Labels don’t tell us everything about food

    (Andrea Bárcenas/AQ)

    Dr. Irena Knezevic, assistant professor of communications at Carleton University, delivered the annual Science and Technology Studies lecture at St. Thomas University on Thursday night to a crowd of about 100 people in Brian Mulroney Hall.

    (Andrea Bárcenas/AQ)
    (Andrea Bárcenas/AQ)

    Titled “In Labels we trust: Examining the science, regulation and marketing of food”, the talk delved into issues of marketing and misinformation of food.

    Knezevic opened the talk with slides of ‘certified organic’ and ‘fair trade’ logos, explaining that while these labels may in fact be there to inform us, consumers aren’t getting all the information they need. An organic label, for example, doesn’t incorporate how many miles your food has travelled or it’s environmental impact – regardless of the lack of harmful chemicals in it.

    “Marketing has played a tremendous role in skewing our ideas of what we should eat – partly because marketing food can appeal to things that as humans we’re drawn to: convenience, taste and price. I think although we would like to think everybody’s making rational decisions we know thats not the case,” Knezevic said.

    Knezevic spoke about the irony of “healthy” labeling masking a much bigger problem in the food world. She used the example of Kraft Dinner’s new whole grain mac ‘n cheese. The product is, by technical accounts ‘whole-grain’, but not necessarily healthier because it’s fortified with oat hulls and has more added sugars, salts and carbohydrates than the regular Kraft Dinner. Fortifying food to fit the increasingly acute obsession we have with nutrition is an example of what Knezevic calls a mechanical approach to nutrition.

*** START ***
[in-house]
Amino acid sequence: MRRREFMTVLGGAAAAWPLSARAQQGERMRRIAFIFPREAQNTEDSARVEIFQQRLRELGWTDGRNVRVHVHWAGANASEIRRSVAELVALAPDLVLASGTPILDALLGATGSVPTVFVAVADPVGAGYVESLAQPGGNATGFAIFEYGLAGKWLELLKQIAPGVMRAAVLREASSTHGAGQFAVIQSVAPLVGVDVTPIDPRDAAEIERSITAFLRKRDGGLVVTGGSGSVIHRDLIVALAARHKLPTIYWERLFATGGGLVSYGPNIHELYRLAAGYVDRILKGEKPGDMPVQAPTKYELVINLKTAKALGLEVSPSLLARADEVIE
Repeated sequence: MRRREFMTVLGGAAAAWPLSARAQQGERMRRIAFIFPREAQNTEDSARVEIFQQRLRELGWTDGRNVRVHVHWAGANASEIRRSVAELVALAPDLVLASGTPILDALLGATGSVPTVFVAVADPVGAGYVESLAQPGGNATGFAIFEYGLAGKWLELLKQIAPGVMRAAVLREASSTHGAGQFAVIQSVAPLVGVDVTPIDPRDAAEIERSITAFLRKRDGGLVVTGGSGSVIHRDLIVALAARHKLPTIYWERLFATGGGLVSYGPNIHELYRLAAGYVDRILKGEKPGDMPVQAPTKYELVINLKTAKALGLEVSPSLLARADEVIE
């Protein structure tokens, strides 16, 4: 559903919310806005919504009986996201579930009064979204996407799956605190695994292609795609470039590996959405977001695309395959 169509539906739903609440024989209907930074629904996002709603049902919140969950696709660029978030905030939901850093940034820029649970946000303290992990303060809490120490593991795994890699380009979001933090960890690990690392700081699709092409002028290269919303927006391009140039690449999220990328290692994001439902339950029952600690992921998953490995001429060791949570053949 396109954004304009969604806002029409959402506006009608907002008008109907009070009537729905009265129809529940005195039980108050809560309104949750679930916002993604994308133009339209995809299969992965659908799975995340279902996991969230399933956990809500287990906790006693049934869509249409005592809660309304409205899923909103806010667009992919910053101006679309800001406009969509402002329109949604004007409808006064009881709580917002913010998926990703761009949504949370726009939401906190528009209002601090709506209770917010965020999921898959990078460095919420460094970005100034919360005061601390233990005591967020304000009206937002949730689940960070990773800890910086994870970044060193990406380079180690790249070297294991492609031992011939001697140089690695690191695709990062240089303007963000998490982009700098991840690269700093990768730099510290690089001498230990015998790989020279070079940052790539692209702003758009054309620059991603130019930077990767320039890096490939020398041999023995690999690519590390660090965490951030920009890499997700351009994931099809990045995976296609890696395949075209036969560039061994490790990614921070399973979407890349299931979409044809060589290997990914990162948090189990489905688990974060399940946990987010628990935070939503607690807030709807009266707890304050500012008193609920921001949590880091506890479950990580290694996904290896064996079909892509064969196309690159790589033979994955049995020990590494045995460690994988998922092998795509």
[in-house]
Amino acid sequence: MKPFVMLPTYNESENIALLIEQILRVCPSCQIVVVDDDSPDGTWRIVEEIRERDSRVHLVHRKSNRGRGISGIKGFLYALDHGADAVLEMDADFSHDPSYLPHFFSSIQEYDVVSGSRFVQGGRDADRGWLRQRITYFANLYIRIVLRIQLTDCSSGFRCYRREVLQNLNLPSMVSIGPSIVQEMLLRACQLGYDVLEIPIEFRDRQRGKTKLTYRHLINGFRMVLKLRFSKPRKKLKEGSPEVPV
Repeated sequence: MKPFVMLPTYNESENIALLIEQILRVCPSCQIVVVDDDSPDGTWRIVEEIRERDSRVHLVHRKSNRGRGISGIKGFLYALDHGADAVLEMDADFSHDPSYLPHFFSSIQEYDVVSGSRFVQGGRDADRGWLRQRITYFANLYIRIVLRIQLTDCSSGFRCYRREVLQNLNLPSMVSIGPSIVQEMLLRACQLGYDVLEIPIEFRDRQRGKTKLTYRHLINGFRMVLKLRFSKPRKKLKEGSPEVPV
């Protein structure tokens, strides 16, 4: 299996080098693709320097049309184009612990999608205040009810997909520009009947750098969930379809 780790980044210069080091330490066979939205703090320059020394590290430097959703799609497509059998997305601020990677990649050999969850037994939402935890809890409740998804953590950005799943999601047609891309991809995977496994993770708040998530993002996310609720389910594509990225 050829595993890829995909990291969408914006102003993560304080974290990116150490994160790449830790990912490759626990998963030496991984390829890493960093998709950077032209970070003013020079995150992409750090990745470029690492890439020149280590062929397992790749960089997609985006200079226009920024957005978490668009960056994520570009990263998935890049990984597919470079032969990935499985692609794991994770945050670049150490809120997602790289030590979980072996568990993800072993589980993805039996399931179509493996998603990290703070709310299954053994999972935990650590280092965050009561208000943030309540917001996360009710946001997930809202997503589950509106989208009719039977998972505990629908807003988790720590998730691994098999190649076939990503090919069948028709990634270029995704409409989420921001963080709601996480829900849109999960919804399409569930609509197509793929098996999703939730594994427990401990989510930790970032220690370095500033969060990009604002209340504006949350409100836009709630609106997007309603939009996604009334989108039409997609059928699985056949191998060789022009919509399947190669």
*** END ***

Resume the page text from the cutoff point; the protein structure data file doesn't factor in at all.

“The main thing I try to get across when I’m teaching is is to understand nutrition and health as a much more complex issue in our lives. We’re not a mechanical body, we don’t function on nutrients we function on food. It’s not just to fuel our bodies – it’s something we use to connect with other people [and] something we use to nourish and nurture our bodies.”

    Knezevic challenges the public’s overly mindful yet detached form of consumerism – we’re trying to solve our nutrition problems using the same system that’s set out to profit from this new wave of “healthy eating”. Knezevic stresses the large influence our environment and social factors have on our diets.

    “Instead of making us into more informed consumers what this has done is actually created a landscape for the food industry to manipulate our tastes, our choices and really market their products to us more efficiently,” Knezevic says.

    STU’s own assistant professor in Science and Technology Studies Kelly Bronson organized the lecture on Thursday. She’s known Knezevic for many years and holds a keen interest in food systems.

    “This is a topic that’s relevant to science and technology studies,” Bronson said. “When we’re talking about values and how those values are reflected in something that we think of as quite mundane – like food labels – we don’t think of them as value-laden but it’s relevant to everyday folk.”

    Bronson says initiatives like community agriculture programs in Fredericton fall perfectly in line with Knezevic’s ideas of a more holistic and environmental approach to food. She has high hopes for New Brunswick because its size is perfect for actually getting people involved in a healthy approach towards food.

    “We eat every day and many of us rely on food labels to make choices. We need to try to embrace whole foods and practices that encourage relationships among people – thinking of the food environment and the social relationships surrounding food,” she said.

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